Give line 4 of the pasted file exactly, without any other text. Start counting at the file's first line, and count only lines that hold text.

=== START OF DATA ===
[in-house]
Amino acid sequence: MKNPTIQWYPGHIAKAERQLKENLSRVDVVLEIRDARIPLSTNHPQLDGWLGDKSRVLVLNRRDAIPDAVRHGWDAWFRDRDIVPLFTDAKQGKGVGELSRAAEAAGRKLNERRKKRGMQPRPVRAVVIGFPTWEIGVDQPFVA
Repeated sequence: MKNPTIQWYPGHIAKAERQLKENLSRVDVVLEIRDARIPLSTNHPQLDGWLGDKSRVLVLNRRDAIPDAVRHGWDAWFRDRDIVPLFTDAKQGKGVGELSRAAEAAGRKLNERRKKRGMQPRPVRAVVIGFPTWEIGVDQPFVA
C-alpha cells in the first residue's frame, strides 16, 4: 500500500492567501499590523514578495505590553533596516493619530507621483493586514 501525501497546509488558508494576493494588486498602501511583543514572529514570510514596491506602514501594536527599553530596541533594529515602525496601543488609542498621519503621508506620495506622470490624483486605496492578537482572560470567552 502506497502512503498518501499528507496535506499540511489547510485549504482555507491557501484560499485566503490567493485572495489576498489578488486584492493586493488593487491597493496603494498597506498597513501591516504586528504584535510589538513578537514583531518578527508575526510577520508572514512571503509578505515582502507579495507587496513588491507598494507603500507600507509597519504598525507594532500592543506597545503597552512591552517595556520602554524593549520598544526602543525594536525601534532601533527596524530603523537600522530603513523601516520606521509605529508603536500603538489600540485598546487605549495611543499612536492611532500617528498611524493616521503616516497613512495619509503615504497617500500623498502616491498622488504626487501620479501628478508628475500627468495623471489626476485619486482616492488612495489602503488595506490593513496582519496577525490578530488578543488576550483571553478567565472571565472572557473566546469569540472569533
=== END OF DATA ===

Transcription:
C-alpha cells in the first residue's frame, strides 16, 4: 500500500492567501499590523514578495505590553533596516493619530507621483493586514 501525501497546509488558508494576493494588486498602501511583543514572529514570510514596491506602514501594536527599553530596541533594529515602525496601543488609542498621519503621508506620495506622470490624483486605496492578537482572560470567552 502506497502512503498518501499528507496535506499540511489547510485549504482555507491557501484560499485566503490567493485572495489576498489578488486584492493586493488593487491597493496603494498597506498597513501591516504586528504584535510589538513578537514583531518578527508575526510577520508572514512571503509578505515582502507579495507587496513588491507598494507603500507600507509597519504598525507594532500592543506597545503597552512591552517595556520602554524593549520598544526602543525594536525601534532601533527596524530603523537600522530603513523601516520606521509605529508603536500603538489600540485598546487605549495611543499612536492611532500617528498611524493616521503616516497613512495619509503615504497617500500623498502616491498622488504626487501620479501628478508628475500627468495623471489626476485619486482616492488612495489602503488595506490593513496582519496577525490578530488578543488576550483571553478567565472571565472572557473566546469569540472569533